[0025] As shown in FIG. 1, a method 100 of stabilizing a spectroscopic gamma and neutron detecting device includes at step 110 measuring a pulse height spectrum 200 of neutron radiation, as shown in FIG. 2, using a spectroscopic gamma and neutron detecting device 300 shown in FIG. 3 that includes a scintillation detector 310 that detects gamma and thermal neutron radiation, the scintillation detector 310 including signal detection and amplification electronics. The method then further includes at step 120 determining a thermal neutron peak position 210 in the neutron pulse height spectrum 200 originating from cosmic ray background radiation, monitoring at step 130 the thermal neutron peak position 210 in the neutron pulse height spectrum 200 during operation of the spectroscopic gamma and neutron detecting device 300, and at step 140 adjusting the signal detection and amplification electronics based on the thermal neutron peak position 210 in the neutron pulse height spectrum 200, thereby stabilizing the spectroscopic gamma and neutron detecting device 300. Turning to FIG. 2, if the thermal neutron peak position 210 drifts over time from channel 550 to channel 530, for example, then the signal amplification by the signal detection and amplification electronics is adjusted to return the thermal neutron peak position 210 back to channel 550, adjusting the sensitivity of the spectroscopic gamma and neutron detecting device 300 to both gamma and neutron radiation, thereby stabilizing the spectroscopic gamma and neutron detecting device 300. In one embodiment, the method 100 is implemented in a computer program product carrying a computer program which, when loaded into a programmable processor, executes the method of monitoring the thermal neutron peak position in the neutron pulse height spectrum and adjusting signal amplification based on the thermal neutron peak position.

[0026] The scintillation detector 310 includes a scintillation crystal including at least

2 atomic% Li-6, such as a Cerium (Ce)-doped Elpasolite having a chemical formula

A2LiLnX6:Ce, wherein A is any one of Sodium (Na), Potassium (K), Rubidium (Rb), or Cesium (Cs), Ln is any one of Scandium (Sc), Yttrium (Y), Lanthanum (La), or Lutetium (Lu), and X is any one of Bromine (Br) or iodine (I). In some embodiments, the scintillation crystal is any one of Cs2LiYCl6:Ce (CLYC), Cs2LiLaCl6:Ce (CLLC), Cs2LiLaBr6:Ce (CLLB), or Cs2LiYBr6:Ce (CLYB).

[0027] In certain embodiments, determining the thermal neutron peak position in the neutron pulse height spectrum includes pulse shape discrimination (PSD) that distinguishes between gamma and neutron radiation, due to the different rates of decay of the light generated by neutrons and gamma radiation. See Knoll.

[0028] In another embodiment, shown in FIG. 3, a spectroscopic gamma and neutron detecting device 300 includes a scintillation detector 310 that detects gamma and thermal neutron radiation, the scintillation detector 310 including signal detection and amplification electronics, and a stabilization module 320 configured to measure a pulse height spectrum of neutron radiation, determine a thermal neutron peak position in the neutron pulse height spectrum originating from cosmic ray background radiation, monitor the thermal neutron peak position in the neutron pulse height spectrum during operation of the spectroscopic gamma and neutron detecting device, and adjust the signal detection and amplification electronics based on the thermal neutron peak position in the neutron pulse height spectrum, thereby stabilizing the spectroscopic gamma and neutron detecting device. In some embodiments, the stabilization module can be further configured to include pulse shape discrimination (PSD) as described above. The scintillation detector 310 is as described above.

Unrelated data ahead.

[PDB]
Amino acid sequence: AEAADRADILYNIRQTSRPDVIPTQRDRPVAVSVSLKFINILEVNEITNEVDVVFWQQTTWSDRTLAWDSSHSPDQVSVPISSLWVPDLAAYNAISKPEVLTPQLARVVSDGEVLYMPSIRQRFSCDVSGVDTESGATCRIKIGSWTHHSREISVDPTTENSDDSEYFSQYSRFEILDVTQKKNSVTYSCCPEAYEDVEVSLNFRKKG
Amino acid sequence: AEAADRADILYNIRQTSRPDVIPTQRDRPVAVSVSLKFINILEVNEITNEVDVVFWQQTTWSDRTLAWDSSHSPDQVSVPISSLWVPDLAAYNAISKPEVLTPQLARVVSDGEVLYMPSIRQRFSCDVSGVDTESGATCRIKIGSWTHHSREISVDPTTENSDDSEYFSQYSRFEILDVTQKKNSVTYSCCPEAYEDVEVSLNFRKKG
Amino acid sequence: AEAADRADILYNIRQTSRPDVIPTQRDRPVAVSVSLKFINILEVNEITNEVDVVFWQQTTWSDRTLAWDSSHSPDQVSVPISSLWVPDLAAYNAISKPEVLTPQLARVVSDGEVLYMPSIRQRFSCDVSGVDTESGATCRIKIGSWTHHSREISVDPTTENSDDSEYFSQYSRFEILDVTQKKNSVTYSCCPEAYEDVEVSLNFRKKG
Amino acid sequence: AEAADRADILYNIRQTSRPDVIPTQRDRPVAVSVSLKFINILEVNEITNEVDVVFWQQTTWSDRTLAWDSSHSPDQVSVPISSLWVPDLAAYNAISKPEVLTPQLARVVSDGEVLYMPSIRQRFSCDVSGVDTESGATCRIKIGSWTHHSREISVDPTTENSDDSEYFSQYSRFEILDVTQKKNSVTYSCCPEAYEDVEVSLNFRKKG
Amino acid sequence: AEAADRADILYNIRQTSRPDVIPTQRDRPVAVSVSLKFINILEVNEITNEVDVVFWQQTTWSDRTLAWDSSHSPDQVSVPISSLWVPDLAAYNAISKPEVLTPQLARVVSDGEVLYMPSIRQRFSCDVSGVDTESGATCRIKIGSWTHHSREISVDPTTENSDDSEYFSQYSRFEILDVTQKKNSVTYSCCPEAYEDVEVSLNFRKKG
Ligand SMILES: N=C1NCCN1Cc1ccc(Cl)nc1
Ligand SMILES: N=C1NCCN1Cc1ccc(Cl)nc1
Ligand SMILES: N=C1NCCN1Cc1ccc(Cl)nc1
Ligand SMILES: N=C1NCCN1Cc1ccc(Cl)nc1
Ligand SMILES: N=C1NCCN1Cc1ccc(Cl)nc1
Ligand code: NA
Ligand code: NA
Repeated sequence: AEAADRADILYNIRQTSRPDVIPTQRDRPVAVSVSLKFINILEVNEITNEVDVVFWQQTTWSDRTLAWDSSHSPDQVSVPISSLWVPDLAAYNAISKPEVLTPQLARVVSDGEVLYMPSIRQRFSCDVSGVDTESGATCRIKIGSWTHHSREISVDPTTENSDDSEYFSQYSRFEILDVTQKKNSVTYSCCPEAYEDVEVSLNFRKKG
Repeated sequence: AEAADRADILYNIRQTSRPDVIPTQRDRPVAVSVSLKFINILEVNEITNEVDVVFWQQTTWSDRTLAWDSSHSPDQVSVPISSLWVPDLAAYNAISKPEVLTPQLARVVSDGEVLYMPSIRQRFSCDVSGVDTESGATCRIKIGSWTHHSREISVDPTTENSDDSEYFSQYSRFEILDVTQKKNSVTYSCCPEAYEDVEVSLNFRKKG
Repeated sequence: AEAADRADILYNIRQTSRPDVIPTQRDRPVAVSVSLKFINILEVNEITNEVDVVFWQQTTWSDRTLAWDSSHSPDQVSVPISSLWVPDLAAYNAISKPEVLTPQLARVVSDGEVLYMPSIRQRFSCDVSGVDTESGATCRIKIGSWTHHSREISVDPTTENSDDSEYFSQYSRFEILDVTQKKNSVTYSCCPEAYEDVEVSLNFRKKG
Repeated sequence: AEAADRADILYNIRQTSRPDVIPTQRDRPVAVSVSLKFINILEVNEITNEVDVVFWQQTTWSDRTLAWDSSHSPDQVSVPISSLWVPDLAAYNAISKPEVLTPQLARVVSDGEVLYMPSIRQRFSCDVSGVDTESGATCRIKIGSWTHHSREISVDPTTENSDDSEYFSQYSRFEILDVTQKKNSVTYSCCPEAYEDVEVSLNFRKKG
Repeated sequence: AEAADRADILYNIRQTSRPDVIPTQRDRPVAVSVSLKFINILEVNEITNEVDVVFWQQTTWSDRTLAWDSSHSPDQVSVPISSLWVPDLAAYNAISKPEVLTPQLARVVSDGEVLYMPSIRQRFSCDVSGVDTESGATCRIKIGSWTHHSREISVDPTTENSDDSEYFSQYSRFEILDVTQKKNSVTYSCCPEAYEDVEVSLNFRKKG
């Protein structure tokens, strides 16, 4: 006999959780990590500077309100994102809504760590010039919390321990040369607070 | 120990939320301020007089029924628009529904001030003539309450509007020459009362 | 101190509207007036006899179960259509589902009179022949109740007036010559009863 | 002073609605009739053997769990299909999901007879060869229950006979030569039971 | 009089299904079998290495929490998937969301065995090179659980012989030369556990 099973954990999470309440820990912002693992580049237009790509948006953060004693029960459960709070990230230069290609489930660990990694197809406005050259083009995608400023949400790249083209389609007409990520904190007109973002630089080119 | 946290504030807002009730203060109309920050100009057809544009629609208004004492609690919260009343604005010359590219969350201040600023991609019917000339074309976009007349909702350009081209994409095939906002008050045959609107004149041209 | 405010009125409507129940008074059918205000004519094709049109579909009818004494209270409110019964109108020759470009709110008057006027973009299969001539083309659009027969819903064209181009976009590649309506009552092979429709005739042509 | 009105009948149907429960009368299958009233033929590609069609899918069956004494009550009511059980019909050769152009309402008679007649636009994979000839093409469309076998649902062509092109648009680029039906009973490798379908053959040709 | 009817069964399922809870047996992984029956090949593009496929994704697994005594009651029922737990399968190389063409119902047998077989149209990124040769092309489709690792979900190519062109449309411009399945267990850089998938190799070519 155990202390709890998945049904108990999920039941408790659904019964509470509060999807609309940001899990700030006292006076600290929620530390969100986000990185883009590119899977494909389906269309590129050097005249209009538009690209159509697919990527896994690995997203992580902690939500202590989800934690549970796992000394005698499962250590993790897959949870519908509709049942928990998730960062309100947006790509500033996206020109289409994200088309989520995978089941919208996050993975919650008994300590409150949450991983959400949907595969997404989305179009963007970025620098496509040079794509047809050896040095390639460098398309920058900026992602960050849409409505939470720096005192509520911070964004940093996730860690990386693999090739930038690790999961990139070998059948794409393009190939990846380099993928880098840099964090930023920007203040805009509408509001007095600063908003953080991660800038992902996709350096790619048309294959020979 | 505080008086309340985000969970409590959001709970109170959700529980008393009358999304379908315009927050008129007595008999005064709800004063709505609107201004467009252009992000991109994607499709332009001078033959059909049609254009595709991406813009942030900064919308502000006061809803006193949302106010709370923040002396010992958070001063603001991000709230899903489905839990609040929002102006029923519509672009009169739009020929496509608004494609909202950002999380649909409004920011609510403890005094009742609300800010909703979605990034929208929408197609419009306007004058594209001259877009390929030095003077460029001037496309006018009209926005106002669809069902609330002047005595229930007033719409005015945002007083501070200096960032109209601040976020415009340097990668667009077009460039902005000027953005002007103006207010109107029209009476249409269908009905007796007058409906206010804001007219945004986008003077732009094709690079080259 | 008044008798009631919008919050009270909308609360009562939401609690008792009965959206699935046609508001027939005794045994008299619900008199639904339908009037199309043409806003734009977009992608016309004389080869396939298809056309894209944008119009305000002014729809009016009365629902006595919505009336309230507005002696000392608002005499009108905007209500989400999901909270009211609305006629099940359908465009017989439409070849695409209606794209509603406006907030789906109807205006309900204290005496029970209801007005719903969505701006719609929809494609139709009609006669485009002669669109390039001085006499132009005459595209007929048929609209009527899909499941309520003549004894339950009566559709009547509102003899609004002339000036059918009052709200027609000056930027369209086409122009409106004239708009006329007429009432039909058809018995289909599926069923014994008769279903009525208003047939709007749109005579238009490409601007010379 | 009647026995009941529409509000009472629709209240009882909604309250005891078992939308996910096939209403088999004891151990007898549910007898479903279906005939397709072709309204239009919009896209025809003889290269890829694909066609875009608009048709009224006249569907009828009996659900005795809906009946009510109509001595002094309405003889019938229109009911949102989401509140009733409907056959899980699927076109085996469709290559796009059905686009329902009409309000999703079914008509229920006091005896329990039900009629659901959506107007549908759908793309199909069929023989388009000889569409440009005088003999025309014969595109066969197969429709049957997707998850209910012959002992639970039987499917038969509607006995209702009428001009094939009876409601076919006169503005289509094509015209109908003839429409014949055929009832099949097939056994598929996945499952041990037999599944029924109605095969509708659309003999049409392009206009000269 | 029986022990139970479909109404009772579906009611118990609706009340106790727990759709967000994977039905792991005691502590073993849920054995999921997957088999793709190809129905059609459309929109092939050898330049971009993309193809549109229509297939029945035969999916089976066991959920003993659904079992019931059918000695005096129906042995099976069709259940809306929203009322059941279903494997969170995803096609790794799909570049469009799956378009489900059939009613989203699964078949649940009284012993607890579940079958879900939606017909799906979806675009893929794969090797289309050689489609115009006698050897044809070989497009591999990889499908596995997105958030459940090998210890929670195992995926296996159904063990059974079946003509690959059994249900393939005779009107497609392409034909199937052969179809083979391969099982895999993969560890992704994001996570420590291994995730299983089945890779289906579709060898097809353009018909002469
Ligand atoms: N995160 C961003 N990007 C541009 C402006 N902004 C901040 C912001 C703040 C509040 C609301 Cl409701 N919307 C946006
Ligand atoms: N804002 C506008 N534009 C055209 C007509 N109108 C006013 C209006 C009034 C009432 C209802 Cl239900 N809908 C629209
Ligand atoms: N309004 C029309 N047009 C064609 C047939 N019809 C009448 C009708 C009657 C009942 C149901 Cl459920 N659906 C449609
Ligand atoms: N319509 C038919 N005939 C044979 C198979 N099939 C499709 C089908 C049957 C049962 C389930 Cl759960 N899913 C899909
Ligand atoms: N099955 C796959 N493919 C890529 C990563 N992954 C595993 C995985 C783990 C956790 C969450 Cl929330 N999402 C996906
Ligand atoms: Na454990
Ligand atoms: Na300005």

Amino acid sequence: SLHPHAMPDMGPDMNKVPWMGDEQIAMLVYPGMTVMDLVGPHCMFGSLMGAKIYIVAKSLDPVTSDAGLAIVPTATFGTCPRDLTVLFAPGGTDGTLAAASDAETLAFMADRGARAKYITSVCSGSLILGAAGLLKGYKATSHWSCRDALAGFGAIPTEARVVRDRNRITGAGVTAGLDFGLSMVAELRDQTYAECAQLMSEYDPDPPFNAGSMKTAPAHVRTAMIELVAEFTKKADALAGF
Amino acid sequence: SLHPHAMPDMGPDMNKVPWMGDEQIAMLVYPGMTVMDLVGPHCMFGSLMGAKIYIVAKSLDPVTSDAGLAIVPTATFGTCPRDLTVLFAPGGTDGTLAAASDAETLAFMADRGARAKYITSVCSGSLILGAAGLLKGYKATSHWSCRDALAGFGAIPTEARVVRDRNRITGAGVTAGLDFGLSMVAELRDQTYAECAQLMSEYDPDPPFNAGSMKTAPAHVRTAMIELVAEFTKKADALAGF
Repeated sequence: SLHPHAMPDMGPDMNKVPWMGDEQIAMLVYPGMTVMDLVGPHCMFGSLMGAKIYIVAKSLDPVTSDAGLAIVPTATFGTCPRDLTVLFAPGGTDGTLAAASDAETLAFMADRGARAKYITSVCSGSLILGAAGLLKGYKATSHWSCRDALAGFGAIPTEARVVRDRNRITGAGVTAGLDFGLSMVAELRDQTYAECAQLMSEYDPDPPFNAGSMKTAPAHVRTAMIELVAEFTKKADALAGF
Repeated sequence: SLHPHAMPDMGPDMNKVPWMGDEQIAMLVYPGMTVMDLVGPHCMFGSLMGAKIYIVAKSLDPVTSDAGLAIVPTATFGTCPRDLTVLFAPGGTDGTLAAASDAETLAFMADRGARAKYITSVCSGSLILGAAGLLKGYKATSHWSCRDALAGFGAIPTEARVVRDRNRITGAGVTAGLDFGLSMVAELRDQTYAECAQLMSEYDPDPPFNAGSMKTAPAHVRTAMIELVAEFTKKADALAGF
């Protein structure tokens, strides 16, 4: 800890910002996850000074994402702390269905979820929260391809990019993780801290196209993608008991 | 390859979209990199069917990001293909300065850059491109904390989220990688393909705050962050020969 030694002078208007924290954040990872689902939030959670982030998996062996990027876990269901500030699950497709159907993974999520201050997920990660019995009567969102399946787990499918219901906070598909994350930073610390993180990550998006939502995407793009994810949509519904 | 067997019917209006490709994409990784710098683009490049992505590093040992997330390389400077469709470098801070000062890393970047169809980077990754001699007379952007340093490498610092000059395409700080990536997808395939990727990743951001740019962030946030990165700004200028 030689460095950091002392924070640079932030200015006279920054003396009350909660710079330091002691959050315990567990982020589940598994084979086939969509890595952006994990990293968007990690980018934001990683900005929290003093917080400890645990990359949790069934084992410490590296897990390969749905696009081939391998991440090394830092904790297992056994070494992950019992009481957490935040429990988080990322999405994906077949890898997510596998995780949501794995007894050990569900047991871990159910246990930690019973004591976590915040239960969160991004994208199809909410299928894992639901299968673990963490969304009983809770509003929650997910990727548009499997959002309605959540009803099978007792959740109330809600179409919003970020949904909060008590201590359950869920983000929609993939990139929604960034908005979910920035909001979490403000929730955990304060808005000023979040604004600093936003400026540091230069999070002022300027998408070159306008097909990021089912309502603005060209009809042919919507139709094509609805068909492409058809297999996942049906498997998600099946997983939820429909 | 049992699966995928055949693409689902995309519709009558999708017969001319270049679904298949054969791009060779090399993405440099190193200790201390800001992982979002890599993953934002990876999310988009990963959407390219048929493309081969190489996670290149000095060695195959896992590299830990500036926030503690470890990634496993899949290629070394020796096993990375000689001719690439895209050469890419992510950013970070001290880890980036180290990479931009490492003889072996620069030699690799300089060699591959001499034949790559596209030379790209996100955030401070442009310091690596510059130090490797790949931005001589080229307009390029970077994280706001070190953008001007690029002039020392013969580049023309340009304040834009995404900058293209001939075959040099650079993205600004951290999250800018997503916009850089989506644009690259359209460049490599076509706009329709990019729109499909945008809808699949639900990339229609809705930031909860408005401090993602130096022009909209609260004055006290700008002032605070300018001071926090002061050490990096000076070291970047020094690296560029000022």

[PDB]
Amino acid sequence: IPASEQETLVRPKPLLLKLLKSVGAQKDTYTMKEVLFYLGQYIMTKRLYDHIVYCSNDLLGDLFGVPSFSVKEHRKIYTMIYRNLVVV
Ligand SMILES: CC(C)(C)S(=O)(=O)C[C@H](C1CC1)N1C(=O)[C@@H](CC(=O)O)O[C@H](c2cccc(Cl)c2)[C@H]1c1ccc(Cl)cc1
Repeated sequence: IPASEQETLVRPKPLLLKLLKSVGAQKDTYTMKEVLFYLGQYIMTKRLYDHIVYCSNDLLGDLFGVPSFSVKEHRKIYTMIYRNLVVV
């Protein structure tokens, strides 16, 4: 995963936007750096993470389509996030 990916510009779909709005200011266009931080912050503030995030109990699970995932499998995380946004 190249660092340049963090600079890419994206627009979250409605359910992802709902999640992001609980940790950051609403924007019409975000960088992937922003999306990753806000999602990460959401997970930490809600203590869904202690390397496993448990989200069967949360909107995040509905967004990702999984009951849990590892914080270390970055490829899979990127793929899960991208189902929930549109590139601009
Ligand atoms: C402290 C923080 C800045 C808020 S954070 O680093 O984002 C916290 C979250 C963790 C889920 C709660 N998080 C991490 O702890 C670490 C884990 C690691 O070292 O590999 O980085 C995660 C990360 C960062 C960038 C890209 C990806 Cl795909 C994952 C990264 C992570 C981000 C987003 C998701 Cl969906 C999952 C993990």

[0029] As described above, spectroscopic gamma and neutron detecting devices typically include pulse shape discrimination (PSD) that distinguishes between gamma and neutron radiation. PSD electronics include a pulse shape (PSD) parameter that determines whether the event is recorded as a neutron or gamma radiation count. Described herein are systems and methods of adjusting the PSD parameter using the neutron and the ionizing part of the cosmic ray background radiation. If the total count rate is compatible with natural background radiation (typically less than 0.2 μ8ν/1ι), then the number of neutron counts with a pulse height in the spectrum equivalent to an energy above a threshold neutron energy of typically 30% above the thermal neutron peak is very small. In the absence of a high energy neutron source, which may give rise to neutron events originating from fast neutron reactions in some crystals, such as Cl-35 (n, p) S-35, the true ratio of registered fast neutrons reactions to detected ionizing particles, such as muons, with energy greater than a threshold gamma energy (e.g., 3 MeV) is less than 0.001. As described below, the PSD parameter is adjusted to match this known distribution of natural background radiation.